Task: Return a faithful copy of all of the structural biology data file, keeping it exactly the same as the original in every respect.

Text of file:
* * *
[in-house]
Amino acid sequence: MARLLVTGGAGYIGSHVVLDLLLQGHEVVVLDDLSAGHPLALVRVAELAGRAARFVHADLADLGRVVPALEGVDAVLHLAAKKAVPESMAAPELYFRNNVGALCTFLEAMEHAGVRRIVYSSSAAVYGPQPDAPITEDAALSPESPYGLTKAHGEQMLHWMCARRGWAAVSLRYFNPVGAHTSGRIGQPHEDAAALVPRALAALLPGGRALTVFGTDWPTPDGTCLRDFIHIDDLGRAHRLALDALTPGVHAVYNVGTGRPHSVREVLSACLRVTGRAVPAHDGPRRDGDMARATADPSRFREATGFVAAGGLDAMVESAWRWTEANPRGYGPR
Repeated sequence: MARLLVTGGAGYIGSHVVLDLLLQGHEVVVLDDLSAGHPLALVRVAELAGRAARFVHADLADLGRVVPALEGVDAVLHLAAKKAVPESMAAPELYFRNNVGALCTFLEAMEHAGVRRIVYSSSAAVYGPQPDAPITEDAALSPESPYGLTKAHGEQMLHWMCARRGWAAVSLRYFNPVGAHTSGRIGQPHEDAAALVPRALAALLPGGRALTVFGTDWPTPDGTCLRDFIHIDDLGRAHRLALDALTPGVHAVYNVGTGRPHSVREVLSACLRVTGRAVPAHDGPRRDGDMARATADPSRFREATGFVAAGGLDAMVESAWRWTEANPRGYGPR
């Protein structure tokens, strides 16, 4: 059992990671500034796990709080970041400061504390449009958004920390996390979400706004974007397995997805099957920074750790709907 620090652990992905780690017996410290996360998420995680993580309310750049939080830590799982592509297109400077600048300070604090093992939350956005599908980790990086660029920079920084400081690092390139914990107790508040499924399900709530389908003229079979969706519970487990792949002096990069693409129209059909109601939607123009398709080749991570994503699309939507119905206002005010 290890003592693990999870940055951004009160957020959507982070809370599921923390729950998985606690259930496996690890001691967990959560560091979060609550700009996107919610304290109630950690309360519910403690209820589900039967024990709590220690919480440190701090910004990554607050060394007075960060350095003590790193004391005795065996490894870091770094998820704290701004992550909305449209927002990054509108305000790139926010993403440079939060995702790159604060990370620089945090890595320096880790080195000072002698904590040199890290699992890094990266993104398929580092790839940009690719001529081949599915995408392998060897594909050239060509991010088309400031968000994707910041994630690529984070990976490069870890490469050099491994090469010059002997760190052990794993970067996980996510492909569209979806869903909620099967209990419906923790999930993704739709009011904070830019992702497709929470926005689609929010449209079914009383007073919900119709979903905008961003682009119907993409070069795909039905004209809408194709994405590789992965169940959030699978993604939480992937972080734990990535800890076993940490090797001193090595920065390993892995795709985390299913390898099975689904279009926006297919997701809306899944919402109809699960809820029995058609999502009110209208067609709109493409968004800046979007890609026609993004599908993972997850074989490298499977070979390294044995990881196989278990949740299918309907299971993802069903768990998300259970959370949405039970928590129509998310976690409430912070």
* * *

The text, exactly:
[in-house]
Amino acid sequence: MARLLVTGGAGYIGSHVVLDLLLQGHEVVVLDDLSAGHPLALVRVAELAGRAARFVHADLADLGRVVPALEGVDAVLHLAAKKAVPESMAAPELYFRNNVGALCTFLEAMEHAGVRRIVYSSSAAVYGPQPDAPITEDAALSPESPYGLTKAHGEQMLHWMCARRGWAAVSLRYFNPVGAHTSGRIGQPHEDAAALVPRALAALLPGGRALTVFGTDWPTPDGTCLRDFIHIDDLGRAHRLALDALTPGVHAVYNVGTGRPHSVREVLSACLRVTGRAVPAHDGPRRDGDMARATADPSRFREATGFVAAGGLDAMVESAWRWTEANPRGYGPR
Repeated sequence: MARLLVTGGAGYIGSHVVLDLLLQGHEVVVLDDLSAGHPLALVRVAELAGRAARFVHADLADLGRVVPALEGVDAVLHLAAKKAVPESMAAPELYFRNNVGALCTFLEAMEHAGVRRIVYSSSAAVYGPQPDAPITEDAALSPESPYGLTKAHGEQMLHWMCARRGWAAVSLRYFNPVGAHTSGRIGQPHEDAAALVPRALAALLPGGRALTVFGTDWPTPDGTCLRDFIHIDDLGRAHRLALDALTPGVHAVYNVGTGRPHSVREVLSACLRVTGRAVPAHDGPRRDGDMARATADPSRFREATGFVAAGGLDAMVESAWRWTEANPRGYGPR
């Protein structure tokens, strides 16, 4: 059992990671500034796990709080970041400061504390449009958004920390996390979400706004974007397995997805099957920074750790709907 620090652990992905780690017996410290996360998420995680993580309310750049939080830590799982592509297109400077600048300070604090093992939350956005599908980790990086660029920079920084400081690092390139914990107790508040499924399900709530389908003229079979969706519970487990792949002096990069693409129209059909109601939607123009398709080749991570994503699309939507119905206002005010 290890003592693990999870940055951004009160957020959507982070809370599921923390729950998985606690259930496996690890001691967990959560560091979060609550700009996107919610304290109630950690309360519910403690209820589900039967024990709590220690919480440190701090910004990554607050060394007075960060350095003590790193004391005795065996490894870091770094998820704290701004992550909305449209927002990054509108305000790139926010993403440079939060995702790159604060990370620089945090890595320096880790080195000072002698904590040199890290699992890094990266993104398929580092790839940009690719001529081949599915995408392998060897594909050239060509991010088309400031968000994707910041994630690529984070990976490069870890490469050099491994090469010059002997760190052990794993970067996980996510492909569209979806869903909620099967209990419906923790999930993704739709009011904070830019992702497709929470926005689609929010449209079914009383007073919900119709979903905008961003682009119907993409070069795909039905004209809408194709994405590789992965169940959030699978993604939480992937972080734990990535800890076993940490090797001193090595920065390993892995795709985390299913390898099975689904279009926006297919997701809306899944919402109809699960809820029995058609999502009110209208067609709109493409968004800046979007890609026609993004599908993972997850074989490298499977070979390294044995990881196989278990949740299918309907299971993802069903768990998300259970959370949405039970928590129509998310976690409430912070």